BEIJING (Reuters) - China’s $575-billion sovereign wealth fund mismanaged some of its overseas investments between 2008 and 2013 that led to losses, the country’s top auditor said on Wednesday, without specifying the size of the loss.
The National Audit Office said some employees in China Investment Corp (CIC) [CIC.UL] did not conduct adequate due diligence before investing in 12 overseas projects in the last six years.
The CIC employees subsequently also failed to track the performance of these investments, it said.
The fund also breached regular procedures when it hired external managers for a few of its foreign projects, the report added.
In addition, several CIC units within China, such as Central Huijin, China Jianyin Investment, China Investment Development Co and China Zhongtou Trust Co, were also found to have irregularities in their businesses.
These include breaking away from their core businesses and venturing into the real estate sector, and funding illegal property projects.
Created in 2007, CIC is tasked to help China invest its $3.95 trillion-and-growing foreign exchange reserves. But because of the mammoth size of China’s national savings, the government has formed other domestic funds that rival CIC in the hope of further improving investment returns.
CIC reported an annual return of 10.6 percent in 2012, reversing from 2011’s loss of 4.3 percent. Its cumulative annualized return since inception is 5 percent.
The state auditor also released separate reports about Bank of China (601988.SS), the country’s fourth-largest bank, and Agricultural Development Bank of China, a state-owned bank that supports the government’s farm policies.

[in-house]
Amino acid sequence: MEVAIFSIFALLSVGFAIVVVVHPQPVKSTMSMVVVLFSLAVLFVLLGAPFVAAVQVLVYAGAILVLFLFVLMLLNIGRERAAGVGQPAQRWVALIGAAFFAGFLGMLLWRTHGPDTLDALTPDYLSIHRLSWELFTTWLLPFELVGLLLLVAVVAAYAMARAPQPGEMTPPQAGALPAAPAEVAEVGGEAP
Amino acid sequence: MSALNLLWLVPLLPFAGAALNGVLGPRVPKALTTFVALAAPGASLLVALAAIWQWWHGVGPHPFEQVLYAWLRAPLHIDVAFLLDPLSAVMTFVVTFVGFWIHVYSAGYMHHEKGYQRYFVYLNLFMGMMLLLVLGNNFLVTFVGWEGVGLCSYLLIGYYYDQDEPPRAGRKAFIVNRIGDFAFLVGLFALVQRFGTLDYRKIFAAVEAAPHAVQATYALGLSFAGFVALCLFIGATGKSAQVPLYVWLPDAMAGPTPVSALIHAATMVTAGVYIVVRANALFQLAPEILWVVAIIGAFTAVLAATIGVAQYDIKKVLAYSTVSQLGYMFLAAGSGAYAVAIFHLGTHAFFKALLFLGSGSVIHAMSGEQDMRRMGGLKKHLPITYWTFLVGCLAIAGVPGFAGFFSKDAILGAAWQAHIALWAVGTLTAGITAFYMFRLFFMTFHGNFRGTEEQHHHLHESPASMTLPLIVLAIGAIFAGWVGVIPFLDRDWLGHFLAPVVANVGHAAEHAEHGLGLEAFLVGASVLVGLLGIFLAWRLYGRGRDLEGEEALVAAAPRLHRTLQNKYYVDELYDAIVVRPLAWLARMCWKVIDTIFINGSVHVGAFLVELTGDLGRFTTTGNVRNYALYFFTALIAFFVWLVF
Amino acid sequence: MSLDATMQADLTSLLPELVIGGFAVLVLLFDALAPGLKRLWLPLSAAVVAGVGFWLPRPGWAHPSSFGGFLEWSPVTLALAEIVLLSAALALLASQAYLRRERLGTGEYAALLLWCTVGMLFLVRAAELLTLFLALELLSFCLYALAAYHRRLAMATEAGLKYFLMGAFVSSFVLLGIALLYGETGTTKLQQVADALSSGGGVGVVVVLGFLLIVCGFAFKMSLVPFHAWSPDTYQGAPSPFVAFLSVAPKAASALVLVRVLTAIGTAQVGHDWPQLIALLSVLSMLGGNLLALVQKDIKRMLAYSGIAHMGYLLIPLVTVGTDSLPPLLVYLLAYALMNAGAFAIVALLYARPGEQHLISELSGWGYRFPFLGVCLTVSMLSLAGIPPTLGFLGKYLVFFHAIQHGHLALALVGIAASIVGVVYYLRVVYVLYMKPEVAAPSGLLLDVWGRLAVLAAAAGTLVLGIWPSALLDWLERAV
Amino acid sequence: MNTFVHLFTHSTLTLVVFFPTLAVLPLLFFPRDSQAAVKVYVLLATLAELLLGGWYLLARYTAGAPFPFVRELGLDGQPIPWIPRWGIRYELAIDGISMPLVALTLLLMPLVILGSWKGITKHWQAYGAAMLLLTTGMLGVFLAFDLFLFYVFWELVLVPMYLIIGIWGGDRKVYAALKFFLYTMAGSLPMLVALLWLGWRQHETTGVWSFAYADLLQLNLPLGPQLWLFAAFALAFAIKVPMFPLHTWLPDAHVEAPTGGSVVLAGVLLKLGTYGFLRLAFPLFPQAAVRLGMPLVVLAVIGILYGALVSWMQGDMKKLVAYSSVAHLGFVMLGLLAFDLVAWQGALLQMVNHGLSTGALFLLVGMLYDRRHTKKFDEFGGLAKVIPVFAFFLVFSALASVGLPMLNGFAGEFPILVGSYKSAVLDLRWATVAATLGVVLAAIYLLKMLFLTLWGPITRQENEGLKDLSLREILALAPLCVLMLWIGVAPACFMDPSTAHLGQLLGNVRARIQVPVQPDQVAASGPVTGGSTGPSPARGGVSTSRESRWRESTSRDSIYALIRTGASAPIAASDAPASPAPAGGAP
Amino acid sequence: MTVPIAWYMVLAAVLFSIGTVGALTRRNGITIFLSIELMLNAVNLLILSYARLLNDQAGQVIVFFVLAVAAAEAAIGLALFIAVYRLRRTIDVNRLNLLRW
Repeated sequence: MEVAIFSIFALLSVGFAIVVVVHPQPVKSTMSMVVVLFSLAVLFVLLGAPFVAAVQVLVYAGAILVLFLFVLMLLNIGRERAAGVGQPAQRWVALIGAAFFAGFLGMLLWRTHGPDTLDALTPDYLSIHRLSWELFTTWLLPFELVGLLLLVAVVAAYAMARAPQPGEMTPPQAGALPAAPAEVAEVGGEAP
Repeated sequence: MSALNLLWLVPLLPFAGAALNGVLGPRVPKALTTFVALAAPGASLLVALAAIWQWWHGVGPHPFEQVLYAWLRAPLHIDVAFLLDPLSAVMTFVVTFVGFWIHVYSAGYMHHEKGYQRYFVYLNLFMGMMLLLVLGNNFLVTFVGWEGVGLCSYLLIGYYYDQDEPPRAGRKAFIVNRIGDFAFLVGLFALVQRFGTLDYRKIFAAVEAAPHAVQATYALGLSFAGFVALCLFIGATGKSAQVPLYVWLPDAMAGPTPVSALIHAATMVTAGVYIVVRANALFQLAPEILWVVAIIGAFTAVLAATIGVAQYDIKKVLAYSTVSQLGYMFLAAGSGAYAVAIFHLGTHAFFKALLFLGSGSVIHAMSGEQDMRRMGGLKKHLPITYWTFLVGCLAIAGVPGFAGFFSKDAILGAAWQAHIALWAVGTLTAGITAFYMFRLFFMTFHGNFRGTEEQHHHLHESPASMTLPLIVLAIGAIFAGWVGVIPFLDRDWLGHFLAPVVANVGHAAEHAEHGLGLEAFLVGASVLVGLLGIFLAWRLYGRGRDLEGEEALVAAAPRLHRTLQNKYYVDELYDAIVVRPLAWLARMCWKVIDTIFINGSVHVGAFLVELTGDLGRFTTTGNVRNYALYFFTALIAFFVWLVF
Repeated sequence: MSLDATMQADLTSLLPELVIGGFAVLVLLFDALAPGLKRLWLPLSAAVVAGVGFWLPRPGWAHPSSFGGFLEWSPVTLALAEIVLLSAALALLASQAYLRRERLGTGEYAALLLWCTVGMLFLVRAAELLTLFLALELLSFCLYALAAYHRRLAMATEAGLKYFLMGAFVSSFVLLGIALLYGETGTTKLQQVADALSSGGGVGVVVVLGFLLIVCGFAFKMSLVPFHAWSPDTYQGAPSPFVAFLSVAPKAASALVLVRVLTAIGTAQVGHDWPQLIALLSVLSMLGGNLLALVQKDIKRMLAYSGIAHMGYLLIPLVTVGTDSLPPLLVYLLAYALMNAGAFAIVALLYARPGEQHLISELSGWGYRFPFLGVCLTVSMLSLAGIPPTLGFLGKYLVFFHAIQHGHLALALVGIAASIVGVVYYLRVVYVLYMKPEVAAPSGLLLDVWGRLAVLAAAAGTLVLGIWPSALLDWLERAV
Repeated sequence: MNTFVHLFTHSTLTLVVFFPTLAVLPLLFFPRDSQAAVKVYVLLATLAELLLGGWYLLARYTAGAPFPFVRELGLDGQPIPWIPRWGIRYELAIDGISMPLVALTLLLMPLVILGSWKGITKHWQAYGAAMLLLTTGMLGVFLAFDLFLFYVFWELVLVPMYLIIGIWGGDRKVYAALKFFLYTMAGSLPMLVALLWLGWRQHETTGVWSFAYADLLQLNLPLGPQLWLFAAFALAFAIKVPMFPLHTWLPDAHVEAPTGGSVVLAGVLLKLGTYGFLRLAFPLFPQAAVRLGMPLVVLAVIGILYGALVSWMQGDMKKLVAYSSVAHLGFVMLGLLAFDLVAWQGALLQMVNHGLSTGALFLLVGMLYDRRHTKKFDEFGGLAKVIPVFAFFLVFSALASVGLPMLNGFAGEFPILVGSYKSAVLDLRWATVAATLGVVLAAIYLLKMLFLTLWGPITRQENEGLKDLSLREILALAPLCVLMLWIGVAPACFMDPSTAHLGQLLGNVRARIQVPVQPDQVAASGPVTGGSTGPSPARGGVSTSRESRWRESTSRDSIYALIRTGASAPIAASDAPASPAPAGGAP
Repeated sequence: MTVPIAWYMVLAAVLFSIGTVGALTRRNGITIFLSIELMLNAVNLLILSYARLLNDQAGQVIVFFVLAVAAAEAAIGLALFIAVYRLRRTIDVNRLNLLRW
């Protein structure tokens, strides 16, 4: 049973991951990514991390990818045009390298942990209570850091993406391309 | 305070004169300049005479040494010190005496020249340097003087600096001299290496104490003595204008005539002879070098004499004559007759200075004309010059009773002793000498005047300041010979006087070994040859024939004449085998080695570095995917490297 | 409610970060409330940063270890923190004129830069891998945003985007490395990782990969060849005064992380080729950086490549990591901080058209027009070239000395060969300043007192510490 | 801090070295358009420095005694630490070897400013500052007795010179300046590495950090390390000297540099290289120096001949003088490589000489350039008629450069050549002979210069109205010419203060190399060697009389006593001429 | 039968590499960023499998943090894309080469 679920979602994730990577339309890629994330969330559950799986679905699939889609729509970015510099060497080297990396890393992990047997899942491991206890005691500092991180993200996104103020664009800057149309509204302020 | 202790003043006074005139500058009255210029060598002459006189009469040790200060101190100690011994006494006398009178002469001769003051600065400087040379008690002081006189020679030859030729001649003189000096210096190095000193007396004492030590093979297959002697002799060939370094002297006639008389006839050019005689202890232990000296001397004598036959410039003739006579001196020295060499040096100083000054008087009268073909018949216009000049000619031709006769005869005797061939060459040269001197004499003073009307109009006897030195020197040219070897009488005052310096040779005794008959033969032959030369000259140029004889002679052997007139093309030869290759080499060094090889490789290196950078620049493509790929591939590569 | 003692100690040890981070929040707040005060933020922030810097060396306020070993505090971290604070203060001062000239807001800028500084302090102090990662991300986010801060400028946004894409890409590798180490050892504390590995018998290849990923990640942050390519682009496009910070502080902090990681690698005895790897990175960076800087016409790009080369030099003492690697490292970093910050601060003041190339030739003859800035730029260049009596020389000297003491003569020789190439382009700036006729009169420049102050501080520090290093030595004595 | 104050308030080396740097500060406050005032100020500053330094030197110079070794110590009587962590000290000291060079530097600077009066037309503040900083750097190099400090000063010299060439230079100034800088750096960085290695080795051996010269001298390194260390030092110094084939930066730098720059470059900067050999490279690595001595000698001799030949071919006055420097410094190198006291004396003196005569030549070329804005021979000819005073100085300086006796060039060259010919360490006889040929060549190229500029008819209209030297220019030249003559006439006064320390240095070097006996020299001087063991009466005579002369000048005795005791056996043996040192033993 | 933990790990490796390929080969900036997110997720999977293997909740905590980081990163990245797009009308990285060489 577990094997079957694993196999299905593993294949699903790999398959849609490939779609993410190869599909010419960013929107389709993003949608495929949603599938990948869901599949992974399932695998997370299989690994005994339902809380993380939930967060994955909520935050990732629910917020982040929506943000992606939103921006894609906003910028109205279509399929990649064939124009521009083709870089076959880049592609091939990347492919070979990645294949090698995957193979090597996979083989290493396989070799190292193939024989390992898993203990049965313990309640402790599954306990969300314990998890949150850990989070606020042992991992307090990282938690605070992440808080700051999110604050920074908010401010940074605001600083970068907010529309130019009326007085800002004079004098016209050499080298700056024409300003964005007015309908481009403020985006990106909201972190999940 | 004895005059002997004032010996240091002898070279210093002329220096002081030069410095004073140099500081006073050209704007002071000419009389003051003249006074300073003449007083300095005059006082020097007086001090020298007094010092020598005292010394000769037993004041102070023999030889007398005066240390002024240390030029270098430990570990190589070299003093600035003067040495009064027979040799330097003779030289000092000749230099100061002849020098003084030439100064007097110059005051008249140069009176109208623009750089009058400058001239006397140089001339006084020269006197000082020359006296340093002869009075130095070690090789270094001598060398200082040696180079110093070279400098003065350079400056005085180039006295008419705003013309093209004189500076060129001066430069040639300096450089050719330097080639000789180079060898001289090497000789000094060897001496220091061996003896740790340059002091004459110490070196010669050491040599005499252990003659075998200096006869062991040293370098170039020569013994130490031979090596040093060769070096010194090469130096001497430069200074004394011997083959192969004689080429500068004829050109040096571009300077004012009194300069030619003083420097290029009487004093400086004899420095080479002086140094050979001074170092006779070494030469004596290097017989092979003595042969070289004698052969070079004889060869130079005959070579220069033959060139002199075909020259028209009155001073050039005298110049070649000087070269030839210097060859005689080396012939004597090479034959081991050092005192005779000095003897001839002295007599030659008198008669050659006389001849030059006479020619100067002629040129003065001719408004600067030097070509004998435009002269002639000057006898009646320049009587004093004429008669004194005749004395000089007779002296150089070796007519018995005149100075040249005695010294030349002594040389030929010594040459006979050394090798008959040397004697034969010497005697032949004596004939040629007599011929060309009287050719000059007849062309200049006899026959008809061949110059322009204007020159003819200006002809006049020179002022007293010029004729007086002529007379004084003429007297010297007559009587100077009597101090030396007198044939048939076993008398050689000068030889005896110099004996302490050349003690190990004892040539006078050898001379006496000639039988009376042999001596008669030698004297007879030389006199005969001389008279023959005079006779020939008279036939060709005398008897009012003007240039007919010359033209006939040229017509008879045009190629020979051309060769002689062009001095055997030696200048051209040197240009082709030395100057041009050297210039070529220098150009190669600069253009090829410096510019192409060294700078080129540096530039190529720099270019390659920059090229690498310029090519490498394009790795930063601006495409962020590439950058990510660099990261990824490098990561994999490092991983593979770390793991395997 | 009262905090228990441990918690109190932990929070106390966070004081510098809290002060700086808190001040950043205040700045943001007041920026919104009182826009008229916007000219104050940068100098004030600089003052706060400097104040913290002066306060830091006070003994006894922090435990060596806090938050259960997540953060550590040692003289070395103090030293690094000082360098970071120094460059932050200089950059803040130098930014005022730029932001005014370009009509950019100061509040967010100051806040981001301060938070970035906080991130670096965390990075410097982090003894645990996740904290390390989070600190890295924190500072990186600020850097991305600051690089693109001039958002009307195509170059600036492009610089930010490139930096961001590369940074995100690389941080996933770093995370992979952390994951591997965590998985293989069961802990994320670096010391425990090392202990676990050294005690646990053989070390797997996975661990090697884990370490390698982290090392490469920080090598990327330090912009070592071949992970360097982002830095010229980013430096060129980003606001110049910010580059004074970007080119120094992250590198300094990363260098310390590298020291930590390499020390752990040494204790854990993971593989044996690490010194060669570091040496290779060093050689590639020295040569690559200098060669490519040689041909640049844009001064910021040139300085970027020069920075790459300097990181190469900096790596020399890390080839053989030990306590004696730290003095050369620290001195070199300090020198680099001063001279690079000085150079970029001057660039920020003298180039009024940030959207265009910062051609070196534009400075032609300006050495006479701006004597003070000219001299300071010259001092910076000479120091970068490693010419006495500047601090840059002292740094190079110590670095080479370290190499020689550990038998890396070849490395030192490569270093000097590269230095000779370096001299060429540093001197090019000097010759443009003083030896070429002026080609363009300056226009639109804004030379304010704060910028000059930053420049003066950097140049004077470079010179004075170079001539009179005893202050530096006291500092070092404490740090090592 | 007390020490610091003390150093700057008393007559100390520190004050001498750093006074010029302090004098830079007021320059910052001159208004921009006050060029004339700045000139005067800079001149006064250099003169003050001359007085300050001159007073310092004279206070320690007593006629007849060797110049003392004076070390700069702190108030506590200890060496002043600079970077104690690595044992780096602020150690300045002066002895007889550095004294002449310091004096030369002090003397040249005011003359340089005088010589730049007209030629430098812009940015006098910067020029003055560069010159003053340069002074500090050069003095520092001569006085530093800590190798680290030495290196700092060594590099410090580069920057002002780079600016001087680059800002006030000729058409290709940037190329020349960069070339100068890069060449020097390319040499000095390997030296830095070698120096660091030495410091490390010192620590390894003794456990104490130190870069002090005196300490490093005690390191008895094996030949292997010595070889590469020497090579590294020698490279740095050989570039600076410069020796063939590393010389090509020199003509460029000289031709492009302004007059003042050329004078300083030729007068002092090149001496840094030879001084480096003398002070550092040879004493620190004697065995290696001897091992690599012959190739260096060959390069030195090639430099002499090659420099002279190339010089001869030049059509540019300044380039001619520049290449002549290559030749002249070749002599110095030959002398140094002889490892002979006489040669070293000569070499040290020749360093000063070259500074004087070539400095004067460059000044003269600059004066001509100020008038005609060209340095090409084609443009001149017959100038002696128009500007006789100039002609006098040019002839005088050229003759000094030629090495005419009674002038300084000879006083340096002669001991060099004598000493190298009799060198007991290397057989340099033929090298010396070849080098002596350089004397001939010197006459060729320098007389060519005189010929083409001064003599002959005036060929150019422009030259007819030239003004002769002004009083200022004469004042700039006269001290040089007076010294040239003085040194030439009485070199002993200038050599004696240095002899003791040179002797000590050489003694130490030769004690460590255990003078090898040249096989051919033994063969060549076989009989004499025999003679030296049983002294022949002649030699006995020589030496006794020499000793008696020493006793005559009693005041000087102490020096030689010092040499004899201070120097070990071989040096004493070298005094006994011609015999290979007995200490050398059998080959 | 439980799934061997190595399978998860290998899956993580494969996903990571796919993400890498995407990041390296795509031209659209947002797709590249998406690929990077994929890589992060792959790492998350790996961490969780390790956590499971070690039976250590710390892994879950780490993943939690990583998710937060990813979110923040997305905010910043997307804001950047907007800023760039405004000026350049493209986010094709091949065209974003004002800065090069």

The auditor found that six Bank of China (601988.SS) branches disbursed 6.4 billion yuan ($1.03 billion) of loans that violated China’s lending policy in the past 10 years. It did not say if it conducted similar checks at other bank outlets.
Three other Bank of China branches were also found to have made 3.2 billion yuan worth of loans between 2009 and 2012 to businesses that were not involved in genuine trade.
China’s policymakers try to control how much banks lend a year by telling banks when and how much to lend, and whom to lend to.
Similarly for Agricultural Development Bank of China, the auditor found that the bank made a total of 6.8 billion yuan worth of “irregular” loans by relaxing its lending rules in the six years to 2012.
The report said the Agricultural Development Bank had also disposed of 1.5 billion yuan worth of non-performing loans in the past five years through “irregular” means. No details were given.
Bank of China and Agricultural Development Bank issued statements on their websites on Monday and Wednesday respectively in response to the audit result, saying they had rectified the wrongdoings and measures have been taken to prevent risks from irregular loans.
CIC did not immediately respond to a request for comment.
Reporting by Aileen Wang and Koh Gui Qing; Editing by Kim Coghill